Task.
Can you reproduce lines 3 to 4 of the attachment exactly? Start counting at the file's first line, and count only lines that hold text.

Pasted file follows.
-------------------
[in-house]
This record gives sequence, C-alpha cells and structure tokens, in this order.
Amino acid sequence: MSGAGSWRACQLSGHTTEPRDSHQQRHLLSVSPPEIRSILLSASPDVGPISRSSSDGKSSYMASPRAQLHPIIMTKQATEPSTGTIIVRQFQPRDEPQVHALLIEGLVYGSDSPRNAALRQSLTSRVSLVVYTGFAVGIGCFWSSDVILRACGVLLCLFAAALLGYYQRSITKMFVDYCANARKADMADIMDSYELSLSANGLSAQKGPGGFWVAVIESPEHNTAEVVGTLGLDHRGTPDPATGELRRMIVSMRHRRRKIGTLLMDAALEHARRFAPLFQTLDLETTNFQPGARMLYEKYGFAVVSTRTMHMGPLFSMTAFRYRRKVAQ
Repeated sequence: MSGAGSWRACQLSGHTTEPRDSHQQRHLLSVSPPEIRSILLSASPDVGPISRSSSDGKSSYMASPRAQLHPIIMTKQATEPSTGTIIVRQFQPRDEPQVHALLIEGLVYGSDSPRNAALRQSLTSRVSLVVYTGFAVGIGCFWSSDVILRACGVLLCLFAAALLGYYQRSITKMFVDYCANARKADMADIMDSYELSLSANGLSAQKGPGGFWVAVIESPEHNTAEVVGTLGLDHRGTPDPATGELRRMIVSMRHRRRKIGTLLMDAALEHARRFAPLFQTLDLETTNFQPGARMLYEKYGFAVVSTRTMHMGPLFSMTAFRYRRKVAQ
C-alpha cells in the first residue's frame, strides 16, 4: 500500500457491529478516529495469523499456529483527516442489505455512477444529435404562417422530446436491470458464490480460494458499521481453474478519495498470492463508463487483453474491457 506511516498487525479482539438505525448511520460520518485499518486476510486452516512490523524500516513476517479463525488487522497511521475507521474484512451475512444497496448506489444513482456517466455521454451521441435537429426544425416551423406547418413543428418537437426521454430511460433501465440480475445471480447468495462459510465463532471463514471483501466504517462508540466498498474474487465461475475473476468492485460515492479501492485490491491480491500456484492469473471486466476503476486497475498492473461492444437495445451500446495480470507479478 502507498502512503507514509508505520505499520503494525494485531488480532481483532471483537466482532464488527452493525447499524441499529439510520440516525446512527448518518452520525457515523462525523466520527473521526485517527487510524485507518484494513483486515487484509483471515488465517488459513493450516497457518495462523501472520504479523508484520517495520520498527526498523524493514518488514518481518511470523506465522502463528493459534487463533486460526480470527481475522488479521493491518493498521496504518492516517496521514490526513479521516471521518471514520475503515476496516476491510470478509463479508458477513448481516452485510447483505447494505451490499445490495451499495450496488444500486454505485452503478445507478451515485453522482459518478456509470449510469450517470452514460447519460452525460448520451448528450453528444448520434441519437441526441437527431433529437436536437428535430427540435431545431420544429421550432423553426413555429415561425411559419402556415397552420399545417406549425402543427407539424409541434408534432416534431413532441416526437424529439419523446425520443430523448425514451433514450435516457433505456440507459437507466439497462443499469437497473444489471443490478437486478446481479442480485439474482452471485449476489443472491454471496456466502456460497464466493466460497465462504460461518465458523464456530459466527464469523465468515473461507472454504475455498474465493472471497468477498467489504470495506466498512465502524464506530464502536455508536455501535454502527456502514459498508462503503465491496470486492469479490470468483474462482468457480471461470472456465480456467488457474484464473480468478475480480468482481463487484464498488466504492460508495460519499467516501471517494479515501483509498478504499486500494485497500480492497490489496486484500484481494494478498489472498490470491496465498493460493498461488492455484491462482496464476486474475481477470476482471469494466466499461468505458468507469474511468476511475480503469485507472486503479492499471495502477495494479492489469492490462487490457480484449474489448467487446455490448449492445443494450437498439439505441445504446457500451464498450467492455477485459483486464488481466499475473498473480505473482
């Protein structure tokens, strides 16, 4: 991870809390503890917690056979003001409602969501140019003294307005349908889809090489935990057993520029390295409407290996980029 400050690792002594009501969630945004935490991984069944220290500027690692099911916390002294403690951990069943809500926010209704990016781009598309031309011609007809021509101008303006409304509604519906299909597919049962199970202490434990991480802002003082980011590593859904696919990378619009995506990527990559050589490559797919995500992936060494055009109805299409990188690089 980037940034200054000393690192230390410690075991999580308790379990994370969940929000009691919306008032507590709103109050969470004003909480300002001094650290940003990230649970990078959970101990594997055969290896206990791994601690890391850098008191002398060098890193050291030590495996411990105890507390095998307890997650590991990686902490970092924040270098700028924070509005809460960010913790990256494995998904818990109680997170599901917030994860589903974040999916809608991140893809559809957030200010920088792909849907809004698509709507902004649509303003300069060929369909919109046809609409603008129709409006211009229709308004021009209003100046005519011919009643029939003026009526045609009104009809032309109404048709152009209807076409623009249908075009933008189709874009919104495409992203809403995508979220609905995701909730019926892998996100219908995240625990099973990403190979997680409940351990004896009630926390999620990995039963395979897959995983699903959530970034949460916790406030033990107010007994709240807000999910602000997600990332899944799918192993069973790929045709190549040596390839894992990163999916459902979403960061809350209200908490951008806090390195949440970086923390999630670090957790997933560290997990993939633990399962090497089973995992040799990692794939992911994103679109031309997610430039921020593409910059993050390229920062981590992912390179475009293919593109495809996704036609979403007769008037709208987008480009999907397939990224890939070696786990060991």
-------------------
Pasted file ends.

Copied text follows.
Amino acid sequence: MSGAGSWRACQLSGHTTEPRDSHQQRHLLSVSPPEIRSILLSASPDVGPISRSSSDGKSSYMASPRAQLHPIIMTKQATEPSTGTIIVRQFQPRDEPQVHALLIEGLVYGSDSPRNAALRQSLTSRVSLVVYTGFAVGIGCFWSSDVILRACGVLLCLFAAALLGYYQRSITKMFVDYCANARKADMADIMDSYELSLSANGLSAQKGPGGFWVAVIESPEHNTAEVVGTLGLDHRGTPDPATGELRRMIVSMRHRRRKIGTLLMDAALEHARRFAPLFQTLDLETTNFQPGARMLYEKYGFAVVSTRTMHMGPLFSMTAFRYRRKVAQ
Repeated sequence: MSGAGSWRACQLSGHTTEPRDSHQQRHLLSVSPPEIRSILLSASPDVGPISRSSSDGKSSYMASPRAQLHPIIMTKQATEPSTGTIIVRQFQPRDEPQVHALLIEGLVYGSDSPRNAALRQSLTSRVSLVVYTGFAVGIGCFWSSDVILRACGVLLCLFAAALLGYYQRSITKMFVDYCANARKADMADIMDSYELSLSANGLSAQKGPGGFWVAVIESPEHNTAEVVGTLGLDHRGTPDPATGELRRMIVSMRHRRRKIGTLLMDAALEHARRFAPLFQTLDLETTNFQPGARMLYEKYGFAVVSTRTMHMGPLFSMTAFRYRRKVAQ